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valliebeth
02-08-2014, 01:49 PM
Hi, I was wondering if anyone could help me figure out what's going on with some of my pastels. I'm somewhat of a beginner, working with pastels on and off over the past year. Just a couple of days ago I really started noticing that in using my reds, I could use them for a few strokes and then there is a dark metallic sheen that builds up on the surface of the pastel - the stick itself, and if I keep using it, it coats the drawing as well. I can scrape it off, but after a few more strokes it's there again. Is this just a normal thing with reds, something in red pigment, or is it a matter of quality? They are from my set of Rembrandts, if that makes any difference.

Colorix
02-08-2014, 08:23 PM
Ah, you're working on "ordinary" paper, not a sanded paper, something like Canson Mi-Teintes or an Ingres. It happens with some reds, some yellows, and some blues. The stick is a bit too hard for the paper, so the friction makes the pastel to sinter.

Shift to a paper with more tooth, and then it will not happen.

robertsloan2
02-09-2014, 08:48 PM
That's really interesting, Charlie. Thanks for telling me too. I had that effect a while ago and adapted by using those colors less often and less heavily - when I'm on ordinary paper my layers aren't very heavy at all and I do more blending on underlayers leaving the top ones all fluffy and obvious strokes.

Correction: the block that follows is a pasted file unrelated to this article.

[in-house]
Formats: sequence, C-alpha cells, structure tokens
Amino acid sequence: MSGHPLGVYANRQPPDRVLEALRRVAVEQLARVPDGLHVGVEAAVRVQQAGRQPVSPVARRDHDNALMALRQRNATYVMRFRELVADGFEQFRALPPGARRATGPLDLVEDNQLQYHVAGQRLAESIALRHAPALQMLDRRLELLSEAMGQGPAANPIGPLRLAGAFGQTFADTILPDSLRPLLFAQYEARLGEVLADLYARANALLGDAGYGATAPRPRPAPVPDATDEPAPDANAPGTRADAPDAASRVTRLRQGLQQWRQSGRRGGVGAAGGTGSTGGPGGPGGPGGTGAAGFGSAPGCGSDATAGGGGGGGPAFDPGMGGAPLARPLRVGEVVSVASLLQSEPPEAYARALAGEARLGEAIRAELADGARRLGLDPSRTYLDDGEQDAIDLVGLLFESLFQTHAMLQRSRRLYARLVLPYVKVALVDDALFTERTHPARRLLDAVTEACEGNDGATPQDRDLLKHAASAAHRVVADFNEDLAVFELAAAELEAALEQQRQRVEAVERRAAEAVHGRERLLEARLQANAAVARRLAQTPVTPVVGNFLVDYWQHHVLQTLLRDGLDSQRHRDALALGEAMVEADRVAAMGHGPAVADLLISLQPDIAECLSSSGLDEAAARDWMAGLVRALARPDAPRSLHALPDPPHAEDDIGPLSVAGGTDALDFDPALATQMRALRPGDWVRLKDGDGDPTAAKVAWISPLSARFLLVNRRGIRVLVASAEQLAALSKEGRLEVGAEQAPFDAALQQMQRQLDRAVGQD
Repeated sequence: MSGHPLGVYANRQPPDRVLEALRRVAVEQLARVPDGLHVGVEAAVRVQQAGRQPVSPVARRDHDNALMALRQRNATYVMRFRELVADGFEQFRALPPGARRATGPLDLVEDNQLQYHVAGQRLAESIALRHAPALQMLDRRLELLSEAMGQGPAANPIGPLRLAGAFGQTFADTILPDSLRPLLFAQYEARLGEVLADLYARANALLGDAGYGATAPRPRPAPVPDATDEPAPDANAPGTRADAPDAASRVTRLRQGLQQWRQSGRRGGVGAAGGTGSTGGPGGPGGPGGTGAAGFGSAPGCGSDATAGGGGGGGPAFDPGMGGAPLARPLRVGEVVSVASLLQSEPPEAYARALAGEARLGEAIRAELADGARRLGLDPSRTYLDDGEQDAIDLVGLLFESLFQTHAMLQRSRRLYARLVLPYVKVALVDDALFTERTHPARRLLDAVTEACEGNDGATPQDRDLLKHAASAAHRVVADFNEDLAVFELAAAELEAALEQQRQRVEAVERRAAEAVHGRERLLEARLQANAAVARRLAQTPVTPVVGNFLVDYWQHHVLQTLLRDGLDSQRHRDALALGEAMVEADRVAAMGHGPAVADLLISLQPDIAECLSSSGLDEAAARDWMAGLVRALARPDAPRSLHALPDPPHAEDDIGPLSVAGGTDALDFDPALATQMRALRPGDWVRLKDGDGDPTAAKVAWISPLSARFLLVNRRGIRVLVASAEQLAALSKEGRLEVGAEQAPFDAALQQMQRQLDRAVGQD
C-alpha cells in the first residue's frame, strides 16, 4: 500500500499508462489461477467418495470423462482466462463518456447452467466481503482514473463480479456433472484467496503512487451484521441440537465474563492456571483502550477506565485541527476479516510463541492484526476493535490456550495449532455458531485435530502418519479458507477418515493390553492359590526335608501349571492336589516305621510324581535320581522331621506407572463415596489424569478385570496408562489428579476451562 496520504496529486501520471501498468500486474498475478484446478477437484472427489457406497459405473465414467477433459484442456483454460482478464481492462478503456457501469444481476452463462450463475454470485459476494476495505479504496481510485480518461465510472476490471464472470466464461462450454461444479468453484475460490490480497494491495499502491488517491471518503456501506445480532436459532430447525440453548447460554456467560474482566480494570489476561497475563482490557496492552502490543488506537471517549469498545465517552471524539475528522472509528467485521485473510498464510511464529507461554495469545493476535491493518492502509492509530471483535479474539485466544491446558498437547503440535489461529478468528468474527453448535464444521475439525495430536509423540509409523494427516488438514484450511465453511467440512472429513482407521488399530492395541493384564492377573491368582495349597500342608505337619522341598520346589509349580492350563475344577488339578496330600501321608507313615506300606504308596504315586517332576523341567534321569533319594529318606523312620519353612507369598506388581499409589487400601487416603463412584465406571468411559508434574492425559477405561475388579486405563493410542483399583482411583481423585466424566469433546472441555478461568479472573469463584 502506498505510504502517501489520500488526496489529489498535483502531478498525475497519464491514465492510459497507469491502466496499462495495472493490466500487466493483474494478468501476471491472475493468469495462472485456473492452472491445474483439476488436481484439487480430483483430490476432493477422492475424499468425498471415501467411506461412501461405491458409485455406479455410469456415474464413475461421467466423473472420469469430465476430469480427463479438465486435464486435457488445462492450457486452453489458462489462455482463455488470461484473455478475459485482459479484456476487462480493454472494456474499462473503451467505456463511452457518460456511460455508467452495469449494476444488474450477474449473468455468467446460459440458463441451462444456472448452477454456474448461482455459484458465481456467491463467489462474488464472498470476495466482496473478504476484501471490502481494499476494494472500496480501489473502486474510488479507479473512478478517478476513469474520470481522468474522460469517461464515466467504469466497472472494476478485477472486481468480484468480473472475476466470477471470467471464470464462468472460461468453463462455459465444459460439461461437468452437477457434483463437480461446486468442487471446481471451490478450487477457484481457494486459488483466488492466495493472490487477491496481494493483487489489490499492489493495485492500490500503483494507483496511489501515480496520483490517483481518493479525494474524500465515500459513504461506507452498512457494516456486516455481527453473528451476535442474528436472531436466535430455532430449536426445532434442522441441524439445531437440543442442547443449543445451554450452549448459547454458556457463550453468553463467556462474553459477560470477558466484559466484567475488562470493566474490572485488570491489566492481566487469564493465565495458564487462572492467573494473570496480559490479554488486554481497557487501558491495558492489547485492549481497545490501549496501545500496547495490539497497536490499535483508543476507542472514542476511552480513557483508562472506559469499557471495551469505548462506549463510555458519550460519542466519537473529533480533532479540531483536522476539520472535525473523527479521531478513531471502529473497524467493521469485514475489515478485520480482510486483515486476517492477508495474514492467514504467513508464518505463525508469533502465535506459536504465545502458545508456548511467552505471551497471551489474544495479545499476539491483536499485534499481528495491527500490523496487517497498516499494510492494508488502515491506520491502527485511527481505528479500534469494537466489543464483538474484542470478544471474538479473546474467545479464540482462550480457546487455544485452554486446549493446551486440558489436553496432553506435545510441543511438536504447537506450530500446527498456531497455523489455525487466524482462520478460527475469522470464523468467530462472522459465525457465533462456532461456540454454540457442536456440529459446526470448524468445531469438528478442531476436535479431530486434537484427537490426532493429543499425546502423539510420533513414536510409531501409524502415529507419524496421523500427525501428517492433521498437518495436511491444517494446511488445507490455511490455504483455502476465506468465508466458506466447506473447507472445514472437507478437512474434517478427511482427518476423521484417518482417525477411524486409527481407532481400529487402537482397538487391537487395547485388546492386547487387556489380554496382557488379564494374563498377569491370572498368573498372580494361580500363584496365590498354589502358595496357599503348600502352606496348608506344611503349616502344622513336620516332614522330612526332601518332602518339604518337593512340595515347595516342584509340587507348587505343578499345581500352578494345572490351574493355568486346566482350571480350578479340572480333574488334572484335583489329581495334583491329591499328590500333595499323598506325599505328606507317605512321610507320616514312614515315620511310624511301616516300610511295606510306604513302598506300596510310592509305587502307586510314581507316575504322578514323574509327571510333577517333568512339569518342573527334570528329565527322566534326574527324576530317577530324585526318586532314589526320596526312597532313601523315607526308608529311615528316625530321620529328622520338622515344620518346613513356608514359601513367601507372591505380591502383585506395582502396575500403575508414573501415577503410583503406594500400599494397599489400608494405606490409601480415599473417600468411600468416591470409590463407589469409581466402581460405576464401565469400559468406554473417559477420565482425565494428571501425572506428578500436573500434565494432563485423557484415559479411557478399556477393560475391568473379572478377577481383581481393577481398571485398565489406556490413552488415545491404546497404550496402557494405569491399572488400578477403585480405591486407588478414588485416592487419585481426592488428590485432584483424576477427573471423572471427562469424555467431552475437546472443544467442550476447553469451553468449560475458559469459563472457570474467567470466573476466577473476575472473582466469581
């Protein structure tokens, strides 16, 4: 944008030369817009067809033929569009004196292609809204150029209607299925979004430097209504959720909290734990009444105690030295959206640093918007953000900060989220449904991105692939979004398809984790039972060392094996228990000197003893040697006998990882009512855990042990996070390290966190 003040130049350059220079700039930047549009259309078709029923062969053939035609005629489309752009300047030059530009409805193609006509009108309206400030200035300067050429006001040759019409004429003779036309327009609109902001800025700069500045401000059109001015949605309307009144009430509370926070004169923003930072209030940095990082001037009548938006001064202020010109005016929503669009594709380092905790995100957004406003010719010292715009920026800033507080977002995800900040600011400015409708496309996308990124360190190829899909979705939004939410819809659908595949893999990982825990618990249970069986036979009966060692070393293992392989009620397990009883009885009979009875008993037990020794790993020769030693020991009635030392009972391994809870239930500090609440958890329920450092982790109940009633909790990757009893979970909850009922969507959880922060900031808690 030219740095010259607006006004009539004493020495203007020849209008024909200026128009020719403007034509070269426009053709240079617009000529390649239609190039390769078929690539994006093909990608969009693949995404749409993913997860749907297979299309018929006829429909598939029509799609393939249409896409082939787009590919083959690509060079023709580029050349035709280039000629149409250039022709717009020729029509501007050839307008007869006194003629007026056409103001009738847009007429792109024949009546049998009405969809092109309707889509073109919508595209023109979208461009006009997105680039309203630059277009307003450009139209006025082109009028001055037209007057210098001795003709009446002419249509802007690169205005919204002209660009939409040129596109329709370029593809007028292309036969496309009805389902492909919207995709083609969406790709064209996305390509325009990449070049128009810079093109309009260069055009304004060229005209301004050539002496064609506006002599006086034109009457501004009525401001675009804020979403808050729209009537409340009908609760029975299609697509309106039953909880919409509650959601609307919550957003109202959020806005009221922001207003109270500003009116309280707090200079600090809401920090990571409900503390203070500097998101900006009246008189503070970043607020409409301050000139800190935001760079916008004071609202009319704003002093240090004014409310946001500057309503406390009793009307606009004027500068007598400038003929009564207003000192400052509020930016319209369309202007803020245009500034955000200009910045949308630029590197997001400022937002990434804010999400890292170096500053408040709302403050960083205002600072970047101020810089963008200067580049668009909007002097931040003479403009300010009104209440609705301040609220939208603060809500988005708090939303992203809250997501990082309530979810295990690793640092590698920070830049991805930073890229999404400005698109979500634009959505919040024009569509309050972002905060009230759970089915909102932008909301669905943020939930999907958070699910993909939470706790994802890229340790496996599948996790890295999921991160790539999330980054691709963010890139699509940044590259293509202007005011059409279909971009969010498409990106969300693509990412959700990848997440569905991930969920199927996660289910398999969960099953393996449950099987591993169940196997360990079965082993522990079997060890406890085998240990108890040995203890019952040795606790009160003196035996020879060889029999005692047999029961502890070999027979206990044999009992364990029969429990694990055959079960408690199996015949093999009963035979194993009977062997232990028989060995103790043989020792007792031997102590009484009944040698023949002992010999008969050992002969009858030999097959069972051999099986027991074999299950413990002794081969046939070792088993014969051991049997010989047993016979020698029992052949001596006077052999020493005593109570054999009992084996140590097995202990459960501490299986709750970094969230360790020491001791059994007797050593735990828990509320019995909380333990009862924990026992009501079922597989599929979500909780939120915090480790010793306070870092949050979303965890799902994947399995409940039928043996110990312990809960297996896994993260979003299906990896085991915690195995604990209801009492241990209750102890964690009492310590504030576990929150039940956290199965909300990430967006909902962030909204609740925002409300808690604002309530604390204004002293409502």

I have seen that effect and you're right. I never get it on the coated and sanded papers or the really rough brown paper I used for most of my sketches in the past couple years.

allydoodle
02-10-2014, 03:55 AM
I remember years ago when I first started I was painting strictly still life on Canson MT paper, and the reds were extremely difficult to work with. I never had a problem with yellows or blues, just reds. Painting a red apple was a challenge. I ended up buying a nice selection of Schmincke reds, as I found they were beautiful to work with and didn't have that 'hard' feeling to them. I didn't like Rembrandt reds (or Nupastel reds for that matter), I avoided them like the plague. It seemed that even Girault reds had that same 'hard' quality. If you have access to Schmincke, their reds might be a nice addition to your palette. They work beautifully on Canson MT paper (if that is what you are using). As Charlie said, this doesn't seem to happen on toothier surfaces (like sanded papers). Nowadays I have added softer pastels like Mount Vision, Ludwig, and Great American to my palette. I have plenty of soft reds to choose from, in addition to Schmincke (which I still love).

valliebeth
02-16-2014, 12:41 AM
Thank you, Charlie and Chris, for the input! I will definitely have to look into some different papers, and possibly try some softer reds, since I have so much Canson paper.